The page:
We’re Nuts about Butternut Squash

We’re Nuts about Butternut Squash

            As summer transitions to fall, we begin to set aside our light summer salads and search for heartier foods. Never fear, you need not look any further than the decorative squash on your kitchen table! Specifically, the butternut squash, which is one of the most popular varietals of winter squash. But don’t let the name trick you—winter squash is grown in the summer and harvested in the fall, so if you want to grow it yourself, you’ll need to plan ahead when roasted dishes and hearty soups are the furthest thing from your mind. Luckily, squash are generally fairly inexpensive at your local grocery store, so you can just plan for next year’s garden if you have a green thumb.

            Butternut squash is an excellent source of fiber and potassium. According to the United States Department of Agriculture (USDA), “one cup of cooked, cubed butternut squash, containing around 205 grams, contains 82 calories, 1.8 grams (g) of protein, 0.18 g of fat, and 21.50 g of carbohydrates, including 4 g of sugar and 6.6 grams of dietary fiber. It also provides 84 milligrams (mg) of calcium, 1.23 mg of iron, 582 mg of potassium, 59 mg of magnesium, 55 mg of phosphorus, 31 milligrams of vitamin C, and 1144 micrograms (mcg) of vitamin A.”[1]

            Now that you are assuredly excited about incorporating butternut squash into your cooking rotation, be sure not to forget the seeds! Although commonly tossed out into the trash or compost pile, these seeds are actually pretty healthy all on their own. “Squash seeds are rich in protein and mono- and polyunsaturated fats and make for a heart-healthy snack . . . A half cup of these seeds also supplies almost a third of the zinc RDA for men and almost half of that for women. Zinc is important for most body processes and structures, and deficiency often leads to reduced immune function.” The seeds are also very easy to prepare. Simply remove the stringy bits around them and place the seeds on a baking tray with some salty water. Bake them in your oven and once the water has evaporated, you are good to go! These make a great snack for when you’re on the go preparing for the upcoming holiday season.[2]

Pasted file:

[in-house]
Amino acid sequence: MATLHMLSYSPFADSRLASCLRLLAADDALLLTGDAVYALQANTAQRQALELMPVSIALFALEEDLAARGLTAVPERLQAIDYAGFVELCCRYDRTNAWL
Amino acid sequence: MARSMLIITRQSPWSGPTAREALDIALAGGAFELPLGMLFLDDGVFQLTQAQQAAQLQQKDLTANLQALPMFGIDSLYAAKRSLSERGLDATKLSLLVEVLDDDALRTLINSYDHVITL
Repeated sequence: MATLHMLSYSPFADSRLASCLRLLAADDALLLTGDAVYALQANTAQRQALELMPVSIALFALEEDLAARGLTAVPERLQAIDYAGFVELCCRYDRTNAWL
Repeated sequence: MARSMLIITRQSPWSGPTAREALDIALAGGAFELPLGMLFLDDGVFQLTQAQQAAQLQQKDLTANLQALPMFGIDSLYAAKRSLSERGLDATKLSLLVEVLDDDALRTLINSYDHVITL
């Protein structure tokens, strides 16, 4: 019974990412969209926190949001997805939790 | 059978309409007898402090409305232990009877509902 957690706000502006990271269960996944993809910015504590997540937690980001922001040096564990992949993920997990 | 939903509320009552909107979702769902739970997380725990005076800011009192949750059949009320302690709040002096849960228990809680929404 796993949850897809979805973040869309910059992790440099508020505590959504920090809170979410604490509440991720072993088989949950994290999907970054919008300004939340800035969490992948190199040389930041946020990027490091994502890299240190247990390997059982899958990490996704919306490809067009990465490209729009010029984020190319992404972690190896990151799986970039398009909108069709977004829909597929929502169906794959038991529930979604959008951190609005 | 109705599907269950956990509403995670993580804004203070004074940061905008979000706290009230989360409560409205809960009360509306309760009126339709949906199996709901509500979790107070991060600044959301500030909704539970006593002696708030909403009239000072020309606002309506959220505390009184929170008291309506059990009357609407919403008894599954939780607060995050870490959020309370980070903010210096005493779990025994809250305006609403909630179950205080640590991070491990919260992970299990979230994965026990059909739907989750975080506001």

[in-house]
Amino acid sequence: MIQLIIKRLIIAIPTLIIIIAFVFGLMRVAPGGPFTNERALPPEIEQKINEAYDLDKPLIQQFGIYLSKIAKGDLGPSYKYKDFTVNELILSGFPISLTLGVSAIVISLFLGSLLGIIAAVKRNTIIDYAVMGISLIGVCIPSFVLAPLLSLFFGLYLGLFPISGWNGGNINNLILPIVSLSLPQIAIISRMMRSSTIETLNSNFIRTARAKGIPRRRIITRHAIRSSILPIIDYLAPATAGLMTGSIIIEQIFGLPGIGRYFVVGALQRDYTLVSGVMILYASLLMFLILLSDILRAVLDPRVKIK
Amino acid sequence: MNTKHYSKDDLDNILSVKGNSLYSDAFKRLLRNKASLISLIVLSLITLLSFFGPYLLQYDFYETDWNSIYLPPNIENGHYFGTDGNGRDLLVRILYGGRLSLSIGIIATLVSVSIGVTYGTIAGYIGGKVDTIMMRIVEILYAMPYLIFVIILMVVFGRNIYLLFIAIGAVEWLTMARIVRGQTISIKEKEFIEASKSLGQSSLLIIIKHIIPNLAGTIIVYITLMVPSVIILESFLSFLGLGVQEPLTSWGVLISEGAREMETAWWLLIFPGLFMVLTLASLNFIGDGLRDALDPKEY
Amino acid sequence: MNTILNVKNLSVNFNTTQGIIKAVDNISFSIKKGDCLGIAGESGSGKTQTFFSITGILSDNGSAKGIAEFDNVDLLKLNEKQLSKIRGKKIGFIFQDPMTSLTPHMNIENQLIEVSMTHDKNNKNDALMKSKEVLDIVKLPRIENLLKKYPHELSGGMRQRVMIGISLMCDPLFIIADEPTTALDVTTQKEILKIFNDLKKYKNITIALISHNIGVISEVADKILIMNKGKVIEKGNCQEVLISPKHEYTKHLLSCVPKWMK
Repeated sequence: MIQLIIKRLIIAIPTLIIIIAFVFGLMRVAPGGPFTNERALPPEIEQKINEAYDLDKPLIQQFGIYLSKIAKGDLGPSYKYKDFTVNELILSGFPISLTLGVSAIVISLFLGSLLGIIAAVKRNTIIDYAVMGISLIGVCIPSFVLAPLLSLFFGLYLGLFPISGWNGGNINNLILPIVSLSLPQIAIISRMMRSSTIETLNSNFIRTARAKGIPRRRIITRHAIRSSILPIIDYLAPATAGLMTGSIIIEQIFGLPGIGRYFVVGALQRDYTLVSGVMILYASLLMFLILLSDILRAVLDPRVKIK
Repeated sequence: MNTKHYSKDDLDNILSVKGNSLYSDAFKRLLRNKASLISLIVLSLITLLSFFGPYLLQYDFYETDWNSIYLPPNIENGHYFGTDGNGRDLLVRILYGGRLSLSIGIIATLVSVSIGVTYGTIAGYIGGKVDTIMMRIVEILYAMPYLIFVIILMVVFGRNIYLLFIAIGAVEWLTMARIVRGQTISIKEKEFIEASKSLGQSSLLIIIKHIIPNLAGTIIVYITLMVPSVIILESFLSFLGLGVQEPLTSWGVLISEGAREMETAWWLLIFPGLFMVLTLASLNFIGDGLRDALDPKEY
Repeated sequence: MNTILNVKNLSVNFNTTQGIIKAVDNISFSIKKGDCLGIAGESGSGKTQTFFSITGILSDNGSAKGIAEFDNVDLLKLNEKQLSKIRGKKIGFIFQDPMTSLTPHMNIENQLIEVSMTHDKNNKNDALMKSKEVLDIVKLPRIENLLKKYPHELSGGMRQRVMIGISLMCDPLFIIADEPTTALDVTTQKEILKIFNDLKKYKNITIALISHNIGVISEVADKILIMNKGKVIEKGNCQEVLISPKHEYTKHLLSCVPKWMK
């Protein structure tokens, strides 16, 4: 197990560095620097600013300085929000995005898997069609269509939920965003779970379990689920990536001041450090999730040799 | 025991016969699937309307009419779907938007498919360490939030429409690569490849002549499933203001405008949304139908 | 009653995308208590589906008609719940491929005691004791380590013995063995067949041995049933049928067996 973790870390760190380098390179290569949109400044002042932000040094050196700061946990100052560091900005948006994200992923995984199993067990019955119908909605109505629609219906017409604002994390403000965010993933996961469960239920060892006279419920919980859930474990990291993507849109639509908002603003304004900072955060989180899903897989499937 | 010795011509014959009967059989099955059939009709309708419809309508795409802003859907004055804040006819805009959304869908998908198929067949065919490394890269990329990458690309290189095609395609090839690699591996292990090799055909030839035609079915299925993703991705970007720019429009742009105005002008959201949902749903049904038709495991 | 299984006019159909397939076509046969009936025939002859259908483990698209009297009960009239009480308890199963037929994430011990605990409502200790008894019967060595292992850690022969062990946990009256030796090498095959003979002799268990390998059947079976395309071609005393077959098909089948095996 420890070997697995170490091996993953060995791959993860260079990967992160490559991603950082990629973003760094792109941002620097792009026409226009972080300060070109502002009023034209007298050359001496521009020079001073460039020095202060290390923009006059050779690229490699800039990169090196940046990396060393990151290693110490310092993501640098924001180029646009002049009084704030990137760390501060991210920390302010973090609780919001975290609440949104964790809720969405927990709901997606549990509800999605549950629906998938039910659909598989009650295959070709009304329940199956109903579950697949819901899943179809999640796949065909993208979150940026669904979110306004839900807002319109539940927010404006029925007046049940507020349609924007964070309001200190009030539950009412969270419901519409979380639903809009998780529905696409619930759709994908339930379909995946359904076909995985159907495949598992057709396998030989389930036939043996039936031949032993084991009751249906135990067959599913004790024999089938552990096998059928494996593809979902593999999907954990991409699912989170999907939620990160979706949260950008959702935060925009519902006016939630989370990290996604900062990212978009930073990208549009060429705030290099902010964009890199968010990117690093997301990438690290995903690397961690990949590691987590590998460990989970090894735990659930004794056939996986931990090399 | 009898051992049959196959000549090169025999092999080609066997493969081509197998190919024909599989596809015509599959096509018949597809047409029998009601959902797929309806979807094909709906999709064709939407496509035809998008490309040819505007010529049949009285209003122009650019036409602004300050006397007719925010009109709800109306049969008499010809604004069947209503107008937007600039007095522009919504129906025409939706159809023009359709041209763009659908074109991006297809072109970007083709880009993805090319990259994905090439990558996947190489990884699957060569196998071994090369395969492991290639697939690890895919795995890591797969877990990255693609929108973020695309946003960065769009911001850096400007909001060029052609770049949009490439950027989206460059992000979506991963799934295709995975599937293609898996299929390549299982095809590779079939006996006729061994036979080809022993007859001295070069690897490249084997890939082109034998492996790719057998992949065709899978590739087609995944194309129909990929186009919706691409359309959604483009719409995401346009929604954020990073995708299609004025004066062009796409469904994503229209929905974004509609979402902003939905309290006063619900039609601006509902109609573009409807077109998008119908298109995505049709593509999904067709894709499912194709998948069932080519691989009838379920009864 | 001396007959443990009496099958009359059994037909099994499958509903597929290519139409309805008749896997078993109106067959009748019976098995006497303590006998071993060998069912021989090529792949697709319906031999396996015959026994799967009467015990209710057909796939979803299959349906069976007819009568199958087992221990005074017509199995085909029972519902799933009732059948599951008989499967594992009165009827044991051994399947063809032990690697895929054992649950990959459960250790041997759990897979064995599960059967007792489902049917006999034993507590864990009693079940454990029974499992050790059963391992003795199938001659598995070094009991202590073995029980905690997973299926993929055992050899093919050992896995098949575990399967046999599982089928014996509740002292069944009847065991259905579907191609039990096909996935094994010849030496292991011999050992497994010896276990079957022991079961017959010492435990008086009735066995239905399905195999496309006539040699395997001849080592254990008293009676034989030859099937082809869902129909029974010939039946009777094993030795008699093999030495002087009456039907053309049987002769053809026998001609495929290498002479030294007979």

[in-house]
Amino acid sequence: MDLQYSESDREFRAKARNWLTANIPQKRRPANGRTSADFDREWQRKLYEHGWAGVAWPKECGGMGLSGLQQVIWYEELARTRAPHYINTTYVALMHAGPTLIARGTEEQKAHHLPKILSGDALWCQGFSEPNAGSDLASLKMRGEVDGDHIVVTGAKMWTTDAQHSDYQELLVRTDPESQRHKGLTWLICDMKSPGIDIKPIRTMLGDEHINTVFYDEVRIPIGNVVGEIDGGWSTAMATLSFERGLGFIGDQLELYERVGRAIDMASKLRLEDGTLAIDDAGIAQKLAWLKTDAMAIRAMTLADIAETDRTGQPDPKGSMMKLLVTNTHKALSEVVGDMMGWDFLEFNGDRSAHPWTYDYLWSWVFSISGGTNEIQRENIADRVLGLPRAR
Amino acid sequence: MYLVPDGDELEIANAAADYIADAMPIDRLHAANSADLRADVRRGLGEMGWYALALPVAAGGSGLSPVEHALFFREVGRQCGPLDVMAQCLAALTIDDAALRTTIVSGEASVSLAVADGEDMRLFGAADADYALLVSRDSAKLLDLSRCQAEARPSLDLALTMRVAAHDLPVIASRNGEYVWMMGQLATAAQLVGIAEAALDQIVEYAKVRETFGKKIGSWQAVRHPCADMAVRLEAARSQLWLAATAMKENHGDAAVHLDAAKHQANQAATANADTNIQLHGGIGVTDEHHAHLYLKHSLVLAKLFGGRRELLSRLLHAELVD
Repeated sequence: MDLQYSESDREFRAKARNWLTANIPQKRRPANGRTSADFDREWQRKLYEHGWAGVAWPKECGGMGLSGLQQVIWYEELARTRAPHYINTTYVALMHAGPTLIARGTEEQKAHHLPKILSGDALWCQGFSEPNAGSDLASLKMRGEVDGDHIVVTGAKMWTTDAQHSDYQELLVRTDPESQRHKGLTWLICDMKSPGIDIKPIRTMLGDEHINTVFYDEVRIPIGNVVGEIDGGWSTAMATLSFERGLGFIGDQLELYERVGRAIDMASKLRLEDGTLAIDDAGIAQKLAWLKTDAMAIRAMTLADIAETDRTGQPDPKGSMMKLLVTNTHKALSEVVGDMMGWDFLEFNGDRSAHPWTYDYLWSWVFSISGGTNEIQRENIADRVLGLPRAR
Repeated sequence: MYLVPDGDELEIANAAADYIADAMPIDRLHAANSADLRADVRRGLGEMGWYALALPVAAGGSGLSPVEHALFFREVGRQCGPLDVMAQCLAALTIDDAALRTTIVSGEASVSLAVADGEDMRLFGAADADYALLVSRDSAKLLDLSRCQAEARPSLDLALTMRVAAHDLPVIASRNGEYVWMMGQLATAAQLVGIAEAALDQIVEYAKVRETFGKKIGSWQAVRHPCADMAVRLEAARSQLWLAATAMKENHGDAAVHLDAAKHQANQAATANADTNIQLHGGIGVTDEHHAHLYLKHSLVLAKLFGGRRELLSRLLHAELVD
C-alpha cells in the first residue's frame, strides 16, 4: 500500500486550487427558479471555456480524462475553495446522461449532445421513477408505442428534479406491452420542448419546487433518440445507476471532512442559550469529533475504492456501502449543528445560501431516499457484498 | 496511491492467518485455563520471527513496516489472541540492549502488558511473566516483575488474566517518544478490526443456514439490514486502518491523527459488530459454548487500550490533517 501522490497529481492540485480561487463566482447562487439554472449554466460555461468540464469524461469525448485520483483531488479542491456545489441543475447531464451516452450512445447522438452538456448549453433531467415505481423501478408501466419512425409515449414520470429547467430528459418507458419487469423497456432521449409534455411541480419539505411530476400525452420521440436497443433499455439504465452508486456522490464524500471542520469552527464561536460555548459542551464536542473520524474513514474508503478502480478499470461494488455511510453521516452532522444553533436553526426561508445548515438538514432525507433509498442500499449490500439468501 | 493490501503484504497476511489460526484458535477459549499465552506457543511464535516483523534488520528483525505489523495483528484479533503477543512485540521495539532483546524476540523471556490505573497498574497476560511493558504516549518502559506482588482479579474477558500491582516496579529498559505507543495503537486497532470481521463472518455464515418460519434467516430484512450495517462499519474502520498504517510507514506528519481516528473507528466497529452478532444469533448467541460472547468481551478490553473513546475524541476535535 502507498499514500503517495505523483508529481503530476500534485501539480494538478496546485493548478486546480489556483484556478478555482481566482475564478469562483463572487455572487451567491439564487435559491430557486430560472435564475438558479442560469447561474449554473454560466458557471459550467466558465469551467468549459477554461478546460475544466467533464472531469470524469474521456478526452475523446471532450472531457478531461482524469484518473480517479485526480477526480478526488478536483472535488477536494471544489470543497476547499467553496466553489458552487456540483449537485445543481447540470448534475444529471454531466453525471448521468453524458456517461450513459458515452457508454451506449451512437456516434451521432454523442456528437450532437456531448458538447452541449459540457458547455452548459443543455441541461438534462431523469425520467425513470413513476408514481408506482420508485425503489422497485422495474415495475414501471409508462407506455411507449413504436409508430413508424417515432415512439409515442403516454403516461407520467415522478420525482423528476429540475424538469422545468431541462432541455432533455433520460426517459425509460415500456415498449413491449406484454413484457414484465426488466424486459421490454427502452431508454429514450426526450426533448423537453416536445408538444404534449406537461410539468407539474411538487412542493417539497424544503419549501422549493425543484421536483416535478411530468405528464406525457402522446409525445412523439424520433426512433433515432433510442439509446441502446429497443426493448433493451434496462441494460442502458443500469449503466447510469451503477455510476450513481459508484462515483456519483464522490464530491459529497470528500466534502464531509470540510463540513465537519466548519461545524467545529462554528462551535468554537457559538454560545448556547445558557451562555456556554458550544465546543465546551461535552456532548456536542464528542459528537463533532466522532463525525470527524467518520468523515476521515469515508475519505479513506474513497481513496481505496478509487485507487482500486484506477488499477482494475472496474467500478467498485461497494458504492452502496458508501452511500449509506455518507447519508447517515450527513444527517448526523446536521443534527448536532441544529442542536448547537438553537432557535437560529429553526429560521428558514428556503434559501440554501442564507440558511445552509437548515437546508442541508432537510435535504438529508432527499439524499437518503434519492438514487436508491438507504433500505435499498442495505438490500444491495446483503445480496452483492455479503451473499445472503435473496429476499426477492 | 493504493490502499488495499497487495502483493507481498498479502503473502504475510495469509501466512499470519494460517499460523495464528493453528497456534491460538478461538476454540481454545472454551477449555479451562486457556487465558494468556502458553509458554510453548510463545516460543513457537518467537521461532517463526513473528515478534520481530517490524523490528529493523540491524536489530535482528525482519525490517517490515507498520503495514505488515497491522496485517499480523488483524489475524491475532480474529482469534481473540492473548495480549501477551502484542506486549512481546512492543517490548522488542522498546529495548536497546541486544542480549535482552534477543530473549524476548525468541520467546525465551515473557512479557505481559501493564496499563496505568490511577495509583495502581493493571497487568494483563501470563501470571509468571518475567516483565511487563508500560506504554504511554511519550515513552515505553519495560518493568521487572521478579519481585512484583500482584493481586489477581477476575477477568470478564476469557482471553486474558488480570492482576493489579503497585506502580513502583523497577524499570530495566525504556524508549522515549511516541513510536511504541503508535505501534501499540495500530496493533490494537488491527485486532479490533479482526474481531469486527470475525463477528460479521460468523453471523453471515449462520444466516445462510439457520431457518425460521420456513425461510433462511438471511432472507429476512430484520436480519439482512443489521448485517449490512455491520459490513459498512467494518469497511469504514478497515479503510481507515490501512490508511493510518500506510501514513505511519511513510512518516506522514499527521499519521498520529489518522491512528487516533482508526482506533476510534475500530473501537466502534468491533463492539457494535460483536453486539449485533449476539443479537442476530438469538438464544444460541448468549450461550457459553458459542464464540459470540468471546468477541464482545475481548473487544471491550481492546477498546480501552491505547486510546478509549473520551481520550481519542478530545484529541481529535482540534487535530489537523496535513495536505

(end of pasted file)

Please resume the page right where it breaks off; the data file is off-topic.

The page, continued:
The time has come to move that squash from being merely decorative to star of your next dish! What is your favorite way to prepare butternut squash? Let us know in the comments!

 

*Vemma Nutrition Company recommends following a healthy approach to weight loss by consulting with your physician or health care professional prior to starting any new exercise or diet plan.

 

[1] LD, Megan Ware RDN. “Butternut Squash: Health Benefits, Uses, and Possible Risks.” Medical News Today, MediLexicon International, 18 May 2017, www.medicalnewstoday.com/articles/284479.php.

[2] Nouvel-Kennedy, Stephanie. “Is Butternut Squash Good for You?” LIVESTRONG.COM, Leaf Group, 3 Oct. 2017, www.livestrong.com/article/433699-is-butternut-squash-good-for-you/.

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